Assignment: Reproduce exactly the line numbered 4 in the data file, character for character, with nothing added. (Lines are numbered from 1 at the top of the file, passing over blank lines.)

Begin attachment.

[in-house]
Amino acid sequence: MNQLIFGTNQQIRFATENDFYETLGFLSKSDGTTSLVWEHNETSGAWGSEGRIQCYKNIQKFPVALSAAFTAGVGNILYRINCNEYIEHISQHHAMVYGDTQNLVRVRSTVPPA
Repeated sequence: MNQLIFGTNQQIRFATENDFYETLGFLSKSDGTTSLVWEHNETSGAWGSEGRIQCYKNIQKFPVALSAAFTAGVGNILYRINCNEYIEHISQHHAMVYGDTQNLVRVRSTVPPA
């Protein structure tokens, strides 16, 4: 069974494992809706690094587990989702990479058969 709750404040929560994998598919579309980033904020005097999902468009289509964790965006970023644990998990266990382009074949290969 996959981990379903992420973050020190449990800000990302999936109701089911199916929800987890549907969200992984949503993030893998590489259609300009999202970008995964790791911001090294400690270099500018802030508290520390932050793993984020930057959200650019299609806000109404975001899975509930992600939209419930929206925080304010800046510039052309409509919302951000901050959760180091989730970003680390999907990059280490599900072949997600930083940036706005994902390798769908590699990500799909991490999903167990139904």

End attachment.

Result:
């Protein structure tokens, strides 16, 4: 069974494992809706690094587990989702990479058969 709750404040929560994998598919579309980033904020005097999902468009289509964790965006970023644990998990266990382009074949290969 996959981990379903992420973050020190449990800000990302999936109701089911199916929800987890549907969200992984949503993030893998590489259609300009999202970008995964790791911001090294400690270099500018802030508290520390932050793993984020930057959200650019299609806000109404975001899975509930992600939209419930929206925080304010800046510039052309409509919302951000901050959760180091989730970003680390999907990059280490599900072949997600930083940036706005994902390798769908590699990500799909991490999903167990139904």